Nicklas Lidstrom hands off to Dallas Drake as the Wings celebrate their 11th Stanley Cup, Wednesday in Pittsburgh. (David Guralnick/The Detroit News)
PITTSBURGH -- They had waited long enough and skated hard enough, endured sudden turns and crushing twists, until finally, finally, the Red Wings went ahead and took what they had to have, what they've been chasing all year, what they always believed was theirs.
They took it in gasping, grasping fashion -- fitting fashion, really -- with Chris Osgood swiping at Pittsburgh's final, desperate shot. As the puck slid past the open goal, the crowd shrieked and the horn sounded, and there was the briefest pause to see if it really was over.
It was. And then it began, and now it begins. The Wings leaped on the ice in celebration-exhilaration-exhaustion, and launched another rollicking Detroit summer.
In another terrific showcase of drama, the Wings beat the Penguins, 3-2, on Wednesday to win the Stanley Cup. They took this Cup with cool force, in their classically composed way, rolling into an enemy arena and quelling the noise. And in case anyone still wondered, yes it's true: What's old is new again, and the hockey world is back to Red again.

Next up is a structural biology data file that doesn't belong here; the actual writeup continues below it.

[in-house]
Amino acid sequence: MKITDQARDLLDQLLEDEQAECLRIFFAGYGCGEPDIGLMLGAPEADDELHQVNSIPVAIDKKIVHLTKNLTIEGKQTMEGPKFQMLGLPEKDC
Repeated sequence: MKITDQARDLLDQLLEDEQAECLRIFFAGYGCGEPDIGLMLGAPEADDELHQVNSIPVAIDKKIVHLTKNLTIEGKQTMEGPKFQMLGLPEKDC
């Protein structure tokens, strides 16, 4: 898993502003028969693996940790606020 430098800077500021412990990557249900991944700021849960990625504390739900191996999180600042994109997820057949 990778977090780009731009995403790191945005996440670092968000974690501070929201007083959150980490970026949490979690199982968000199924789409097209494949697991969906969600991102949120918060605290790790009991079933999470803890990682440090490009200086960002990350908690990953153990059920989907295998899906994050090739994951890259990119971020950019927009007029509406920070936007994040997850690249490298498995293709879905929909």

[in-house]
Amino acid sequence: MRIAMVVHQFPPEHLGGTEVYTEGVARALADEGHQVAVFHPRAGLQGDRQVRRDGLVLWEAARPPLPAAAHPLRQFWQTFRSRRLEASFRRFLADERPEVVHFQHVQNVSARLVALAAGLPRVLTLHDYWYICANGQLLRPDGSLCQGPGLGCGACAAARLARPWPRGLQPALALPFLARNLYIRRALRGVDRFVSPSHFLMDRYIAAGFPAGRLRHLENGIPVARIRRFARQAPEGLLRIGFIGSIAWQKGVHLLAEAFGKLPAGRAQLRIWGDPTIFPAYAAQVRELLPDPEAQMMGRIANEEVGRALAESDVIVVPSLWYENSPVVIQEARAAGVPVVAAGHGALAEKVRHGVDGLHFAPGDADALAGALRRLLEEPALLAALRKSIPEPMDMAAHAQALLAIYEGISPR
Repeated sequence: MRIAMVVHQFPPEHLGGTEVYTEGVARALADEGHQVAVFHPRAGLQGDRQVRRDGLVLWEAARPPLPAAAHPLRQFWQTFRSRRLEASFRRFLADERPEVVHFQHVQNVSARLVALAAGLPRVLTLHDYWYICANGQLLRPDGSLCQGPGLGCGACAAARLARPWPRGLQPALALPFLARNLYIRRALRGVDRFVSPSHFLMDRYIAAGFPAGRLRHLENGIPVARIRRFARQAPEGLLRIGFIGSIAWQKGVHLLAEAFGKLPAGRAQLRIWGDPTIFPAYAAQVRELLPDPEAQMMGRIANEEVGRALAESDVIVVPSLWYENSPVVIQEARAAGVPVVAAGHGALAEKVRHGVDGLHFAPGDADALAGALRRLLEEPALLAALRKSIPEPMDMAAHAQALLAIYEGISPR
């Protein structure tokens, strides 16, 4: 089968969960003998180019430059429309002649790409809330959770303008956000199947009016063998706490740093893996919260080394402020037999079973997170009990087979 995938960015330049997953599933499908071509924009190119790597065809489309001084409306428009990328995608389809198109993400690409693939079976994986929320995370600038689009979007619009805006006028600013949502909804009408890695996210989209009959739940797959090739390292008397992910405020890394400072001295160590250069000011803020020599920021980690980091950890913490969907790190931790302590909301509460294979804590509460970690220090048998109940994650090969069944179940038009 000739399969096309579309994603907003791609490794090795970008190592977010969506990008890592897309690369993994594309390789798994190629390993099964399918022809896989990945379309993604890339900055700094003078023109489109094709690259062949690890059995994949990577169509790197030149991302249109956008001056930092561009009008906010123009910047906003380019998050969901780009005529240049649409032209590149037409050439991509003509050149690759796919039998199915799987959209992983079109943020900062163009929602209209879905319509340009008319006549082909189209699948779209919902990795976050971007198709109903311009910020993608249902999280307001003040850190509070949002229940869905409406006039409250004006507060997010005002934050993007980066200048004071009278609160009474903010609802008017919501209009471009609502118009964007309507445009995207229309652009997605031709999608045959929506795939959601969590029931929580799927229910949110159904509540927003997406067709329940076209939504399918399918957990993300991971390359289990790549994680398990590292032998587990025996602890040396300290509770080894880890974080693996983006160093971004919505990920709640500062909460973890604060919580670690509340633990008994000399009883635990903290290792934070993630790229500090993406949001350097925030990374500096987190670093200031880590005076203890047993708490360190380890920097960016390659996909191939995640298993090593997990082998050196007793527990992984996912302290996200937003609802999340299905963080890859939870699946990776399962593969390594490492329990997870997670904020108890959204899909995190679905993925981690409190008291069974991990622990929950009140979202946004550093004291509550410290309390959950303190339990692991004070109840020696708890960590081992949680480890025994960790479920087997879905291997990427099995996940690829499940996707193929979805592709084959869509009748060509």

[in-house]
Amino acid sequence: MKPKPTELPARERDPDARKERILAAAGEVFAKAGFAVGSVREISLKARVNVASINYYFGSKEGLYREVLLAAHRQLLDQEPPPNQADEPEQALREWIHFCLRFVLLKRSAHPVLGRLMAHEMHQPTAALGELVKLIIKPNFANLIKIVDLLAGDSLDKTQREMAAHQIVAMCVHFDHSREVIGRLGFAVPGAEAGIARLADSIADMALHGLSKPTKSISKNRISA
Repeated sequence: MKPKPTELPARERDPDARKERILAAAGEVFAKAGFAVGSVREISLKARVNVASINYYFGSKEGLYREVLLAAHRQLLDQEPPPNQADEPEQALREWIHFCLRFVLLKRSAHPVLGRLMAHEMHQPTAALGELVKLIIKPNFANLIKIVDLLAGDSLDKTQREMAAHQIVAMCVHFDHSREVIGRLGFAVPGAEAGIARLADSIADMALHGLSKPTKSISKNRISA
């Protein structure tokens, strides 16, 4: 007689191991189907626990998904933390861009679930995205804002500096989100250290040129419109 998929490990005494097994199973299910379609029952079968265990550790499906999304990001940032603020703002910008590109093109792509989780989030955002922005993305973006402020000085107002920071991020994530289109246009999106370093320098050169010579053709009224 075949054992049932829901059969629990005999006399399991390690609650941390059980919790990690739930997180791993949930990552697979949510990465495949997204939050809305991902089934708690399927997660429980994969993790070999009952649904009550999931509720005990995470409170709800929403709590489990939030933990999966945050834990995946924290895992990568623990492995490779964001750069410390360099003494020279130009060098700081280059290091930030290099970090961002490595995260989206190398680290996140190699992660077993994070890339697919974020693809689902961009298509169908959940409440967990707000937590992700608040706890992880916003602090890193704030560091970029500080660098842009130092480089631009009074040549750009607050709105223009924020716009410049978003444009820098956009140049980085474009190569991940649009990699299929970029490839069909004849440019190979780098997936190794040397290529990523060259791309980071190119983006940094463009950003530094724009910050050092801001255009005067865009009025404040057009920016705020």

They had to shake off smothering pressure and pesky Penguins to do it, but the Wings did it with great defense and stellar goaltending by Osgood, with the relentlessness of stars Henrik Zetterberg, Pavel Datsyuk and Nicklas Lidstrom, with pieces and poise from all areas.
They did it with a clinching third-period goal by Zetterberg, whose shot dribbled between the legs of goaltender Marc-Andre Fleury. The puck just sat there, for a second, two seconds, forever it seemed, until Fleury fell on it and knocked it in, and knocked the Penguins out.
From there, it all came spilling out, all the pent-up emotion and ramped-up talent, all the ingredients that made the Wings the best in hockey, and one of the most complete teams we've seen. As the game ended, that crushing three-overtime loss in Game 5 became just another obstacle hurdled, another piece of history.